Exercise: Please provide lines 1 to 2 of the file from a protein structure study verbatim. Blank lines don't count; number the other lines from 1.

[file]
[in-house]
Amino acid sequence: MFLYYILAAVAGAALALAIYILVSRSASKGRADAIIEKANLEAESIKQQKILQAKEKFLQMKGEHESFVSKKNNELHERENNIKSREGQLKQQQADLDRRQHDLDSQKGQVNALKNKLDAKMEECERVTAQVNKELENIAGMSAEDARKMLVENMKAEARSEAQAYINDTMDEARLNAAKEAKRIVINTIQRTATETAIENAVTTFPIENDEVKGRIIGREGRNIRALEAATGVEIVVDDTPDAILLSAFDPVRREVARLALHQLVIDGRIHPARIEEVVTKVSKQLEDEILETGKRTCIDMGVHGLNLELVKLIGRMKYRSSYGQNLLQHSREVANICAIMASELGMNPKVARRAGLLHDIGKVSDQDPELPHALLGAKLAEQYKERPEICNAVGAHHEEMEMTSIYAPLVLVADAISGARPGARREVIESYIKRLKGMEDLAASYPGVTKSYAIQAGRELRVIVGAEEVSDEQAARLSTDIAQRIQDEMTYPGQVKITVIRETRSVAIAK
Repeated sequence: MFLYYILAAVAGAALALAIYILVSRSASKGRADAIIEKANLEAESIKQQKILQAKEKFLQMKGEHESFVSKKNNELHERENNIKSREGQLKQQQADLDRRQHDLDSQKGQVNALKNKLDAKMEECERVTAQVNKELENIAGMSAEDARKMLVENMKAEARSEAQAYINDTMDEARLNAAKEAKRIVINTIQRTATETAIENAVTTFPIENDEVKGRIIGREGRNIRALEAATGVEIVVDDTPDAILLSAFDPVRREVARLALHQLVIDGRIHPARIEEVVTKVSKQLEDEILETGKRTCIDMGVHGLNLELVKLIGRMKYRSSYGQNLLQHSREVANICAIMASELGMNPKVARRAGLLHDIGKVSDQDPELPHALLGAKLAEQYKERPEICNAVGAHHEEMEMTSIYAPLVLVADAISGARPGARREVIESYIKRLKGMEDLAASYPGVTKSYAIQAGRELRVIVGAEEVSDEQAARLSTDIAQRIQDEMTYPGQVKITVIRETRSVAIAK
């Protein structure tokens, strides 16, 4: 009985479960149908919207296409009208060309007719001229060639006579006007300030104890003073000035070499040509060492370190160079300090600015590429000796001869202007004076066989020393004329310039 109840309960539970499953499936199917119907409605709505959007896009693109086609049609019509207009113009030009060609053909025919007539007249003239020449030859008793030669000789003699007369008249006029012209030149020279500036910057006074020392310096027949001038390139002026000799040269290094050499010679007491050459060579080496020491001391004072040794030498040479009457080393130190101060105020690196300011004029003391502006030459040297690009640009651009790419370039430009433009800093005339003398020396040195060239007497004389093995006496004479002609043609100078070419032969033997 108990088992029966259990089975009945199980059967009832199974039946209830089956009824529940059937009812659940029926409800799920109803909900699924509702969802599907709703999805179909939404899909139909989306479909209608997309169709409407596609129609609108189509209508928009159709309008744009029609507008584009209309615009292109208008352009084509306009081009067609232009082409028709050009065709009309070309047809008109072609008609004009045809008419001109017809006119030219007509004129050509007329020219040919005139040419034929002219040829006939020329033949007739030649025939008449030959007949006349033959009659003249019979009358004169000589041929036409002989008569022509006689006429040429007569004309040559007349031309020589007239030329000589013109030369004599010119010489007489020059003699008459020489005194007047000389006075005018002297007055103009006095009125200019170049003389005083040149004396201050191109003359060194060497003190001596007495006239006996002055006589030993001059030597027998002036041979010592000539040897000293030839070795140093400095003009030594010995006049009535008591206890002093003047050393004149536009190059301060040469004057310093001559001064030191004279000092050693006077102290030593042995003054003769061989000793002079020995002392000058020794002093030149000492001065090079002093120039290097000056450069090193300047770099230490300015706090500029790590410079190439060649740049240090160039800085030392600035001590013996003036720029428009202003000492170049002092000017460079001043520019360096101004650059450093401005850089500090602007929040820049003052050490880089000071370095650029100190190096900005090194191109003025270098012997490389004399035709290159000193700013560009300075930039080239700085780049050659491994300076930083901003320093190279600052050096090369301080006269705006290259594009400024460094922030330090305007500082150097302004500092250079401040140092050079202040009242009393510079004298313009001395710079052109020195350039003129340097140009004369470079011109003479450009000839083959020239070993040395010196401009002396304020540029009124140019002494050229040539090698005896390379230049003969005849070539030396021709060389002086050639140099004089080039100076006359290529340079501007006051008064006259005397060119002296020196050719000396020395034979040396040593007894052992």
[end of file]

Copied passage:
[in-house]
Amino acid sequence: MFLYYILAAVAGAALALAIYILVSRSASKGRADAIIEKANLEAESIKQQKILQAKEKFLQMKGEHESFVSKKNNELHERENNIKSREGQLKQQQADLDRRQHDLDSQKGQVNALKNKLDAKMEECERVTAQVNKELENIAGMSAEDARKMLVENMKAEARSEAQAYINDTMDEARLNAAKEAKRIVINTIQRTATETAIENAVTTFPIENDEVKGRIIGREGRNIRALEAATGVEIVVDDTPDAILLSAFDPVRREVARLALHQLVIDGRIHPARIEEVVTKVSKQLEDEILETGKRTCIDMGVHGLNLELVKLIGRMKYRSSYGQNLLQHSREVANICAIMASELGMNPKVARRAGLLHDIGKVSDQDPELPHALLGAKLAEQYKERPEICNAVGAHHEEMEMTSIYAPLVLVADAISGARPGARREVIESYIKRLKGMEDLAASYPGVTKSYAIQAGRELRVIVGAEEVSDEQAARLSTDIAQRIQDEMTYPGQVKITVIRETRSVAIAK